Hospital-Based Nurse Leadership Training Program Aims to Empower Bedside Nurses as Clinician Leaders
Article ID: 587750
Released: 4-Apr-2012 12:05 PM EDT
Source Newsroom: American Association of Critical-Care Nurses (AACN)
Newswise — A new hospital-based nurse leadership and innovation training program from the American Association of Critical-Care Nurses (AACN) aims to empower bedside nurses as clinician leaders and change agents whose initiatives measurably improve patient outcomes with bottom-line impact to the hospital.
AACN Clinical Scene Investigator Academy, or AACN CSI Academy, will equip staff nurses in participating hospitals with enhanced skills in leadership, project management and social entrepreneurship, as well as an understanding of the fiscal impact of nursing interventions.
For 16 months, a team of up to four nurses in selected hospitals will work with CSI faculty, an internal mentor and the chief nursing officer to identify issues related to patient care and develop and implement unit-based projects resulting in quantifiable improvements in patient outcomes and decreases in hospital expenses. The program is conducted in the nurses’ local community, and learning is integrated into their existing patient care responsibilities.
“The goal of this new program is to assist nurses in strengthening their skills and influence to effect positive change within the increasingly complex hospital environment,” said AACN CEO Wanda Johanson, RN, MN.
“As the only nursing excellence and leadership skill-building program that provides hospitals with both educational tools and funding, AACN CSI Academy represents a significant investment by the American Association of Critical-Care Nurses in the future of nursing. It is another example of AACN’s commitment to promoting excellence at the bedside,” she said.
AACN CSI Academy will provide each participating hospital with a $10,000 implementation grant to support the teams’ learning and project implementation. Overall, AACN will invest $1.25 million over the next three years to initiate this program.
The program is part of AACN’s response to the vision and recommendations in the Institute of Medicine’s landmark report “The Future of Nursing: Leading Change, Advancing Health,” which confirmed the vital role nursing can and should play in the transformation of healthcare. AACN CSI Academy participants will share their experiences and results online to extend the reach of the program and foster industry-wide nursing innovation.
AACN CSI Academy expands a successful pilot program originally developed by the Bi-State Nursing Innovation Center, Kansas City, Mo., with funding from the Robert Wood Johnson Foundation, Princeton, N.J. AACN has engaged the director of that program, Susan Lacey, PhD, RN, FAAN, to lead the AACN CSI Academy. Lacey explained, “Nurses are quality agents who ensure safe passage through a complex healthcare system. This program enhances nurses’ ability to fulfill this role.”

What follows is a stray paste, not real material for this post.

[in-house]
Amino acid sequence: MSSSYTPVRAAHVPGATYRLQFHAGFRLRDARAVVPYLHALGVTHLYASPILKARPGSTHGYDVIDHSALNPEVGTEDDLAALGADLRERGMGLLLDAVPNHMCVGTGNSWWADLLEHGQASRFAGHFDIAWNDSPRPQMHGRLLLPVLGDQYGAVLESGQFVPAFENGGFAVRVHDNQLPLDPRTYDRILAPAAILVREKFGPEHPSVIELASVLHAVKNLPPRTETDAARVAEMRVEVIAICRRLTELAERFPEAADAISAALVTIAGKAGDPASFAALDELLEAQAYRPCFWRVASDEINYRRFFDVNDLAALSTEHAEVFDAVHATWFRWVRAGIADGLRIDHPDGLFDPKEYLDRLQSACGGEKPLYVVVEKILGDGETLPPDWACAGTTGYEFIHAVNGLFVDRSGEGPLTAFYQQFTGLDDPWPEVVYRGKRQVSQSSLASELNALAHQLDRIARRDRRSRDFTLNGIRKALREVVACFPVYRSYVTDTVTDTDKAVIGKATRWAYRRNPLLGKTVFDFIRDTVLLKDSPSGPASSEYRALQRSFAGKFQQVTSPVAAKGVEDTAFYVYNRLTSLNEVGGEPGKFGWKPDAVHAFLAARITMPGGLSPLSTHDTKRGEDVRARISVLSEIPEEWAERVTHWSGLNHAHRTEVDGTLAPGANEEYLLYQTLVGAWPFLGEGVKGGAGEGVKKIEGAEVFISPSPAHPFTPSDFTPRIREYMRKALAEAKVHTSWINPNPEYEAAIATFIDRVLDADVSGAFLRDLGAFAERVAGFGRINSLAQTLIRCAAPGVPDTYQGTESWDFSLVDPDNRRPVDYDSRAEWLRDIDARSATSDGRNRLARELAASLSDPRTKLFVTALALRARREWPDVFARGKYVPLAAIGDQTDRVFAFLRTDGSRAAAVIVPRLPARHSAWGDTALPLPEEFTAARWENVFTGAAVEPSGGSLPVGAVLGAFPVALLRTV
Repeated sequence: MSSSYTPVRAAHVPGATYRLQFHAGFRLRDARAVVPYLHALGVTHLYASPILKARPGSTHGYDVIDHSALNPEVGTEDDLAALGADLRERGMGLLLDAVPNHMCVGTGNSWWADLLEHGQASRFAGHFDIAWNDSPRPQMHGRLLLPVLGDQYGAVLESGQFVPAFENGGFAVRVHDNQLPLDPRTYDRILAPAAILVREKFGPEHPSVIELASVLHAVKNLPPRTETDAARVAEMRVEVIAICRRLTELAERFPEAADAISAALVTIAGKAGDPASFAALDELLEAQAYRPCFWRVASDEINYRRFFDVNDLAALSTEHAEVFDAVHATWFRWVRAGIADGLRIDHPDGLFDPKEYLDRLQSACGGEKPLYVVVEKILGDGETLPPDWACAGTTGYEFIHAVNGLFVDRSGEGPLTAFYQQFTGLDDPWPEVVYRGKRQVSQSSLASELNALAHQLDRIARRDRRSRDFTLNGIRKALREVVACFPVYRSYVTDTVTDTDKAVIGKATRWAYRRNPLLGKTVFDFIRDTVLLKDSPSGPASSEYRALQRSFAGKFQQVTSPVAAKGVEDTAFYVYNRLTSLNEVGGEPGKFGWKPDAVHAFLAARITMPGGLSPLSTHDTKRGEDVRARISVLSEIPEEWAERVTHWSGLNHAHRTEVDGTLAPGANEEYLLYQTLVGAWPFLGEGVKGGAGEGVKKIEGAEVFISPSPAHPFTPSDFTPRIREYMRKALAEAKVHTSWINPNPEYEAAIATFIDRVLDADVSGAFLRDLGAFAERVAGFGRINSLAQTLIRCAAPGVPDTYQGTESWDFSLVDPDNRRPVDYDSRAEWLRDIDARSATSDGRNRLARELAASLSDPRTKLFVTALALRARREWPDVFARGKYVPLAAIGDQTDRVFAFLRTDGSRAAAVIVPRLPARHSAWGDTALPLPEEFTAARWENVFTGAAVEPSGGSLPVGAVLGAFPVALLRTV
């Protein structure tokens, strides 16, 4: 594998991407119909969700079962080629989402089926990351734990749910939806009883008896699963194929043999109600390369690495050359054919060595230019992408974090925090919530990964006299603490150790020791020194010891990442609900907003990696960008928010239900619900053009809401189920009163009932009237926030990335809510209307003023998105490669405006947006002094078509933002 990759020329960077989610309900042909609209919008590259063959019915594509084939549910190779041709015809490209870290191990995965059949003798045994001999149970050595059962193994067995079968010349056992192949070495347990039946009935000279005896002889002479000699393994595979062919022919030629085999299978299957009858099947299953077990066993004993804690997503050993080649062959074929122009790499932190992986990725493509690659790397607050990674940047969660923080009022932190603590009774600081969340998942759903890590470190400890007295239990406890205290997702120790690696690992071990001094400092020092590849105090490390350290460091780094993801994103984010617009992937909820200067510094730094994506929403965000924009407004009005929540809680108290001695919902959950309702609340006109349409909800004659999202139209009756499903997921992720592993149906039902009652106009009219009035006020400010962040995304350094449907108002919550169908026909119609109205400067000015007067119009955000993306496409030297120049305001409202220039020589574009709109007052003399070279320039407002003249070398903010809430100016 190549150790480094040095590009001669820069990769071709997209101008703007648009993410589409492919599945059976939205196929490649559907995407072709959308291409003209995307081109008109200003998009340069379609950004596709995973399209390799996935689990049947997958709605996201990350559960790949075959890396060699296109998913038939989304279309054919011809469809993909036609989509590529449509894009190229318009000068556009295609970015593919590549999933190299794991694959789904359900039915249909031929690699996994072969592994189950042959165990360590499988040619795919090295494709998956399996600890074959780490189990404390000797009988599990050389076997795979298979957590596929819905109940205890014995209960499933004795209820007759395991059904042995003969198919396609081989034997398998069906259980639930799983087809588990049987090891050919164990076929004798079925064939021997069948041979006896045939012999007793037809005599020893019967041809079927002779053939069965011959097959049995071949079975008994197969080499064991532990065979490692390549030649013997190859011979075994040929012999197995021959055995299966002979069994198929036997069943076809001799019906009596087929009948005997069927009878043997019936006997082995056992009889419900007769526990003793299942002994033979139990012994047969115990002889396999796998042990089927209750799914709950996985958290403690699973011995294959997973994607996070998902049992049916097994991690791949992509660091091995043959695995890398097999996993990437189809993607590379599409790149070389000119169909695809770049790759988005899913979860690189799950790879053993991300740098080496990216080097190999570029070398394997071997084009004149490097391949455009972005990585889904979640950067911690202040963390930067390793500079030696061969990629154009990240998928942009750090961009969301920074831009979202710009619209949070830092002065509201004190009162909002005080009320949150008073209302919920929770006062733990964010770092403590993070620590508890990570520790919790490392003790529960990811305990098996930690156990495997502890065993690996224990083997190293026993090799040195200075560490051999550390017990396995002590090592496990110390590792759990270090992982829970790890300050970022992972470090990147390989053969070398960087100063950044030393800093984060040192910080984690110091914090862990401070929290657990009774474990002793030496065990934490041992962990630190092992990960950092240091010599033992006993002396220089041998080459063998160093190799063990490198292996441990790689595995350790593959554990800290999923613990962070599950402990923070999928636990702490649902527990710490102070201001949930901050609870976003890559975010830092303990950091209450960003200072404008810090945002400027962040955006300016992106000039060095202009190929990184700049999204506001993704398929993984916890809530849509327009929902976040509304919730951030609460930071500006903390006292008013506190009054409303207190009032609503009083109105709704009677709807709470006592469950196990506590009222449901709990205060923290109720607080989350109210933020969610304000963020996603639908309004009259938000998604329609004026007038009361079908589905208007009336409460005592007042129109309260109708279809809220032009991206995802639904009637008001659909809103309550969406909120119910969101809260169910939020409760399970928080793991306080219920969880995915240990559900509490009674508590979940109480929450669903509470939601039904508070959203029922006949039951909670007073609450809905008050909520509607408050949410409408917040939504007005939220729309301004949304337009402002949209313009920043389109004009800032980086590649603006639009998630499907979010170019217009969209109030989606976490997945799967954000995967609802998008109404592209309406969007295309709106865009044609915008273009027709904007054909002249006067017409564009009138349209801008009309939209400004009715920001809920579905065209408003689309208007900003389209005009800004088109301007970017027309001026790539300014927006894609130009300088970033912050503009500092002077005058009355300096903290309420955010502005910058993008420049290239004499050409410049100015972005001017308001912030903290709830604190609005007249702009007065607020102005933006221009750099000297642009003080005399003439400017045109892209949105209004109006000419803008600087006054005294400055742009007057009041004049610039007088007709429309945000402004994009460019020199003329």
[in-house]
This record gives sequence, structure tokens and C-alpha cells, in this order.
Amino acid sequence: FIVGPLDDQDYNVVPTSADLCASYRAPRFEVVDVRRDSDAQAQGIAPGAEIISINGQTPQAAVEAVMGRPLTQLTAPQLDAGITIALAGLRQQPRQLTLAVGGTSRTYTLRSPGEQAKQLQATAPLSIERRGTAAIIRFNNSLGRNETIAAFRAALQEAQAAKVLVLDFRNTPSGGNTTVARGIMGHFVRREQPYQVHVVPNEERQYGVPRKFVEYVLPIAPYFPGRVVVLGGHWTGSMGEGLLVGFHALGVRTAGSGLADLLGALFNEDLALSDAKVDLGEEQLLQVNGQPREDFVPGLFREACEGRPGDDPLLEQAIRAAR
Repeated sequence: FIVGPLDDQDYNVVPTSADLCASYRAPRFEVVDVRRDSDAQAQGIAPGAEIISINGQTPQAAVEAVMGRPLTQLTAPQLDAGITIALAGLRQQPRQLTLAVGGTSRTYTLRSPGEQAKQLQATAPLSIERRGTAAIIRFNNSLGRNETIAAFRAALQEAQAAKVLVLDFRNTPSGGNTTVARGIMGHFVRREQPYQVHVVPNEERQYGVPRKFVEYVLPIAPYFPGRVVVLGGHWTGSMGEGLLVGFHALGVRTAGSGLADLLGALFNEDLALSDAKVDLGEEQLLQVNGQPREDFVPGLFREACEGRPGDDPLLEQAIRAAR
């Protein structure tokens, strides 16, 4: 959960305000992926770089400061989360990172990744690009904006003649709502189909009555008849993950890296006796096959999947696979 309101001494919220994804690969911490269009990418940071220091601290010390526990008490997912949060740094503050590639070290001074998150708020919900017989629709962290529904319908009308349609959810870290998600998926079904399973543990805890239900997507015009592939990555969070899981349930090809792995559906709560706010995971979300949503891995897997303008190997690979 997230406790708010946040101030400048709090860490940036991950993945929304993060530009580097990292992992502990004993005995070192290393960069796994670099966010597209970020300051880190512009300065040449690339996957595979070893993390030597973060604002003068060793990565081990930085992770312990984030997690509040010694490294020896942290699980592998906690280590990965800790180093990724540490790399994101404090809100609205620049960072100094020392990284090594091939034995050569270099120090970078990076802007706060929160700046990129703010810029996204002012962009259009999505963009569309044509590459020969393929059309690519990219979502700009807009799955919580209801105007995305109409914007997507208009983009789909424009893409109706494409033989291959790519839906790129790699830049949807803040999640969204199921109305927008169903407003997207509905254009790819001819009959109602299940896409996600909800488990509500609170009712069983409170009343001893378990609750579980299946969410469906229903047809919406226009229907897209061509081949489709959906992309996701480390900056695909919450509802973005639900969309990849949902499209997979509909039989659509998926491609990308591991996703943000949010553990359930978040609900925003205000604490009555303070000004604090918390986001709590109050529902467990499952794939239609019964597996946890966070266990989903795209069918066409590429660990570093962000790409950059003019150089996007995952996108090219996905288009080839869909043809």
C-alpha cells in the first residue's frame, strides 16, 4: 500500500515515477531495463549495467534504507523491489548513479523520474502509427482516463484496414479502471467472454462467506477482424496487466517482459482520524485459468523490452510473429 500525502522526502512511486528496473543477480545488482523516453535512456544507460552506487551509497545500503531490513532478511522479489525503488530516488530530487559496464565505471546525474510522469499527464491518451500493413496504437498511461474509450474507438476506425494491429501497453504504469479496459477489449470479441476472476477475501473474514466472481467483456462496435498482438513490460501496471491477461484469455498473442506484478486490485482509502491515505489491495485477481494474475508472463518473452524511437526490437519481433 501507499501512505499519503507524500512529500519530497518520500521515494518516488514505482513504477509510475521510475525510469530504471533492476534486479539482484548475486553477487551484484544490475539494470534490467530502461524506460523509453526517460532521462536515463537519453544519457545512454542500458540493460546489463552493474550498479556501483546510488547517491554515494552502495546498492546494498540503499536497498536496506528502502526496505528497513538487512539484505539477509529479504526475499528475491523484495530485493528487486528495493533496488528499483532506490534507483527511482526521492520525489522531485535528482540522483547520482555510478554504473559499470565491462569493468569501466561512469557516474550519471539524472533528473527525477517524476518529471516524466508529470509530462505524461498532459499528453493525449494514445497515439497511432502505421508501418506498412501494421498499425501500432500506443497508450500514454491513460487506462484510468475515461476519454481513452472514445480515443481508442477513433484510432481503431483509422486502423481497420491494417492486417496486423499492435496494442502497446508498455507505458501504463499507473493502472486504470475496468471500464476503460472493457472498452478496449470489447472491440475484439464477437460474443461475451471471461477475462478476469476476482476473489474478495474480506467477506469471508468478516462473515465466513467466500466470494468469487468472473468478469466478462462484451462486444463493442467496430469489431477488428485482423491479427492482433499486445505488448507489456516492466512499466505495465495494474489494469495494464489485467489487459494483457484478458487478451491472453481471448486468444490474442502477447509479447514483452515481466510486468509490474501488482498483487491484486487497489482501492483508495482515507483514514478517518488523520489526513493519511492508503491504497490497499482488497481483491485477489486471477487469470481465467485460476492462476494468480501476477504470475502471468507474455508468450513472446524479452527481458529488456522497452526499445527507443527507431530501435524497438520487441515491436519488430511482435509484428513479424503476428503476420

In the pilot program, initiatives developed by nurse participants resulted in substantial improvements in patient outcomes, including an 80 percent reduction in heel ulcers at one hospital and significant reductions in communication errors, medical errors and injury-causing falls at another. In total, the nurse-led projects saved $2.6 million across the seven hospitals participating in the program.
Leaders from the original CSI Academy, who are employed by Children’s Mercy Hospitals and Clinics, Kansas City, Mo., will collaborate with AACN to manage the national expansion of the program. Karen Cox, RN, PhD, FAAN, executive vice president and co-chief operating officer at Children’s Mercy, and a member of the AACN CSI Academy steering committee, recognizes this program’s potential impact on patient care and hospital management. Cox said, “Our hospital recognizes the positive impact on patient outcomes when nurses have the skills to integrate quality improvement strategies that ensure they are owning their professional practice of nursing. This program does that.”
AACN CSI Academy will feature a phased rollout over three years. In May 2012, AACN will finalize selection of partner hospitals in the first of six regions in which the program will be offered.
About the American Association of Critical-Care Nurses: Founded in 1969 and based in Aliso Viejo, Calif., the American Association of Critical-Care Nurses (AACN) is the largest specialty nursing organization in the world. AACN joins together the interests of more than 500,000 acute and critical care nurses and claims more than 240 chapters worldwide. The organization’s vision is to create a healthcare system driven by the needs of patients and their families in which acute and critical care nurses make their optimal contribution. aacn.org; facebook.com/aacnface; twitter.com/aacnme